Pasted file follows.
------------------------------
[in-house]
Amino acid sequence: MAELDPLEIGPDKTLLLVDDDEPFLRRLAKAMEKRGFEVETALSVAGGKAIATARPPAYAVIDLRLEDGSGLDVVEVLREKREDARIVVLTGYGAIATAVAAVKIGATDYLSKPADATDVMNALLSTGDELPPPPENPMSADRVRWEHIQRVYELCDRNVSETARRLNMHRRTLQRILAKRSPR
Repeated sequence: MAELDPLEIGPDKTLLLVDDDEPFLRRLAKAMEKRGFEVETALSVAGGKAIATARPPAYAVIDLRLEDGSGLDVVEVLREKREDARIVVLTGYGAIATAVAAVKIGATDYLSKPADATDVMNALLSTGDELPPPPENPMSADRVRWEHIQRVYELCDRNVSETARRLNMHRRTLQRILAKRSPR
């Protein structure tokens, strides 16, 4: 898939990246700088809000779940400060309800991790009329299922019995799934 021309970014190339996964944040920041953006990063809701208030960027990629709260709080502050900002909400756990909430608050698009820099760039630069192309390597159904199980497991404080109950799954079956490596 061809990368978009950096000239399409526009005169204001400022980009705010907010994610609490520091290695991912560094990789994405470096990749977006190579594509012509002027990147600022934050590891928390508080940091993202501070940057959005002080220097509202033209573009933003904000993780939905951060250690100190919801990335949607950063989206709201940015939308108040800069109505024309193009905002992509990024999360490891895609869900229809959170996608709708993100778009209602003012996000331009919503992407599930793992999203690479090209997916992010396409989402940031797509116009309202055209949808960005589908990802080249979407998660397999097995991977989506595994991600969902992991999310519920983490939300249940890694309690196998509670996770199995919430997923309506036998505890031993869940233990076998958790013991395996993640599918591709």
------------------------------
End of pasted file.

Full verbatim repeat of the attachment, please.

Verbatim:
[in-house]
Amino acid sequence: MAELDPLEIGPDKTLLLVDDDEPFLRRLAKAMEKRGFEVETALSVAGGKAIATARPPAYAVIDLRLEDGSGLDVVEVLREKREDARIVVLTGYGAIATAVAAVKIGATDYLSKPADATDVMNALLSTGDELPPPPENPMSADRVRWEHIQRVYELCDRNVSETARRLNMHRRTLQRILAKRSPR
Repeated sequence: MAELDPLEIGPDKTLLLVDDDEPFLRRLAKAMEKRGFEVETALSVAGGKAIATARPPAYAVIDLRLEDGSGLDVVEVLREKREDARIVVLTGYGAIATAVAAVKIGATDYLSKPADATDVMNALLSTGDELPPPPENPMSADRVRWEHIQRVYELCDRNVSETARRLNMHRRTLQRILAKRSPR
């Protein structure tokens, strides 16, 4: 898939990246700088809000779940400060309800991790009329299922019995799934 021309970014190339996964944040920041953006990063809701208030960027990629709260709080502050900002909400756990909430608050698009820099760039630069192309390597159904199980497991404080109950799954079956490596 061809990368978009950096000239399409526009005169204001400022980009705010907010994610609490520091290695991912560094990789994405470096990749977006190579594509012509002027990147600022934050590891928390508080940091993202501070940057959005002080220097509202033209573009933003904000993780939905951060250690100190919801990335949607950063989206709201940015939308108040800069109505024309193009905002992509990024999360490891895609869900229809959170996608709708993100778009209602003012996000331009919503992407599930793992999203690479090209997916992010396409989402940031797509116009309202055209949808960005589908990802080249979407998660397999097995991977989506595994991600969902992991999310519920983490939300249940890694309690196998509670996770199995919430997923309506036998505890031993869940233990076998958790013991395996993640599918591709």